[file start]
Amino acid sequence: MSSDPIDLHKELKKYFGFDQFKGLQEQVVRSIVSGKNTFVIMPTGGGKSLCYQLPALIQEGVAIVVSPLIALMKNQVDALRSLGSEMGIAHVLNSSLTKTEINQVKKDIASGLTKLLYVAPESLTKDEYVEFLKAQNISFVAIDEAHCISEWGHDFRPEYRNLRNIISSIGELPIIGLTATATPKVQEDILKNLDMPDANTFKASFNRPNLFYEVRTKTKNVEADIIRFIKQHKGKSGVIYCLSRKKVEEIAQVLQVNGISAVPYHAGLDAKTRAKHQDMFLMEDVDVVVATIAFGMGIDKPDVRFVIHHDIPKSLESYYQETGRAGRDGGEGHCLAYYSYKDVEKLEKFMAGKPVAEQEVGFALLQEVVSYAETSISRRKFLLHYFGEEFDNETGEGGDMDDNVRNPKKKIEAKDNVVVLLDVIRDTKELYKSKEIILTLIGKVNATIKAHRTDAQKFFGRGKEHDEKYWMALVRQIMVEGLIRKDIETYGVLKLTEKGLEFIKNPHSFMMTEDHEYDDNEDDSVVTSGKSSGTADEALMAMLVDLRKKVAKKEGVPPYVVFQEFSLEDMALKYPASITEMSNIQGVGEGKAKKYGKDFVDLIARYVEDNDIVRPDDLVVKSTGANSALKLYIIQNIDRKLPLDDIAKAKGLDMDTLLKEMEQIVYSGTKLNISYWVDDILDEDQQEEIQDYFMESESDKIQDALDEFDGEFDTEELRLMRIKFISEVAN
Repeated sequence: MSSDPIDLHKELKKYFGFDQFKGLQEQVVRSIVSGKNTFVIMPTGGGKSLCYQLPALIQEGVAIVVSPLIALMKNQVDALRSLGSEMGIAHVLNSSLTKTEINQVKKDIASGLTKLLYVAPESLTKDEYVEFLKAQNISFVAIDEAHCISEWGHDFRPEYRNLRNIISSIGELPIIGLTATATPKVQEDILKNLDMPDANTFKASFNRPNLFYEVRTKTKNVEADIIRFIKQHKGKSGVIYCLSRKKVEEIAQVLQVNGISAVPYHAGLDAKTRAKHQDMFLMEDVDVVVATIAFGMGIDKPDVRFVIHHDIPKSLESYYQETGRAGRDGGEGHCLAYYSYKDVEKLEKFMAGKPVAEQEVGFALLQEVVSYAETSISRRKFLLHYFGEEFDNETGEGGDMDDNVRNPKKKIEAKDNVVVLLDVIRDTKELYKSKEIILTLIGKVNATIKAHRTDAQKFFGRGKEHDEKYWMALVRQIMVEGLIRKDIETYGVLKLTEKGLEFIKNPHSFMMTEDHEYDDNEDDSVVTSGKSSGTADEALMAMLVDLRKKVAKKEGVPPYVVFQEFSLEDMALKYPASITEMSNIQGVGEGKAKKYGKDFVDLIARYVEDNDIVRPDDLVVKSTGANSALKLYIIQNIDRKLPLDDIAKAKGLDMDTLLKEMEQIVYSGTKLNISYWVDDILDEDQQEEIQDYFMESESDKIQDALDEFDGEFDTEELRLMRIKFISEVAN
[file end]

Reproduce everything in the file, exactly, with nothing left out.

Amino acid sequence: MSSDPIDLHKELKKYFGFDQFKGLQEQVVRSIVSGKNTFVIMPTGGGKSLCYQLPALIQEGVAIVVSPLIALMKNQVDALRSLGSEMGIAHVLNSSLTKTEINQVKKDIASGLTKLLYVAPESLTKDEYVEFLKAQNISFVAIDEAHCISEWGHDFRPEYRNLRNIISSIGELPIIGLTATATPKVQEDILKNLDMPDANTFKASFNRPNLFYEVRTKTKNVEADIIRFIKQHKGKSGVIYCLSRKKVEEIAQVLQVNGISAVPYHAGLDAKTRAKHQDMFLMEDVDVVVATIAFGMGIDKPDVRFVIHHDIPKSLESYYQETGRAGRDGGEGHCLAYYSYKDVEKLEKFMAGKPVAEQEVGFALLQEVVSYAETSISRRKFLLHYFGEEFDNETGEGGDMDDNVRNPKKKIEAKDNVVVLLDVIRDTKELYKSKEIILTLIGKVNATIKAHRTDAQKFFGRGKEHDEKYWMALVRQIMVEGLIRKDIETYGVLKLTEKGLEFIKNPHSFMMTEDHEYDDNEDDSVVTSGKSSGTADEALMAMLVDLRKKVAKKEGVPPYVVFQEFSLEDMALKYPASITEMSNIQGVGEGKAKKYGKDFVDLIARYVEDNDIVRPDDLVVKSTGANSALKLYIIQNIDRKLPLDDIAKAKGLDMDTLLKEMEQIVYSGTKLNISYWVDDILDEDQQEEIQDYFMESESDKIQDALDEFDGEFDTEELRLMRIKFISEVAN
Repeated sequence: MSSDPIDLHKELKKYFGFDQFKGLQEQVVRSIVSGKNTFVIMPTGGGKSLCYQLPALIQEGVAIVVSPLIALMKNQVDALRSLGSEMGIAHVLNSSLTKTEINQVKKDIASGLTKLLYVAPESLTKDEYVEFLKAQNISFVAIDEAHCISEWGHDFRPEYRNLRNIISSIGELPIIGLTATATPKVQEDILKNLDMPDANTFKASFNRPNLFYEVRTKTKNVEADIIRFIKQHKGKSGVIYCLSRKKVEEIAQVLQVNGISAVPYHAGLDAKTRAKHQDMFLMEDVDVVVATIAFGMGIDKPDVRFVIHHDIPKSLESYYQETGRAGRDGGEGHCLAYYSYKDVEKLEKFMAGKPVAEQEVGFALLQEVVSYAETSISRRKFLLHYFGEEFDNETGEGGDMDDNVRNPKKKIEAKDNVVVLLDVIRDTKELYKSKEIILTLIGKVNATIKAHRTDAQKFFGRGKEHDEKYWMALVRQIMVEGLIRKDIETYGVLKLTEKGLEFIKNPHSFMMTEDHEYDDNEDDSVVTSGKSSGTADEALMAMLVDLRKKVAKKEGVPPYVVFQEFSLEDMALKYPASITEMSNIQGVGEGKAKKYGKDFVDLIARYVEDNDIVRPDDLVVKSTGANSALKLYIIQNIDRKLPLDDIAKAKGLDMDTLLKEMEQIVYSGTKLNISYWVDDILDEDQQEEIQDYFMESESDKIQDALDEFDGEFDTEELRLMRIKFISEVAN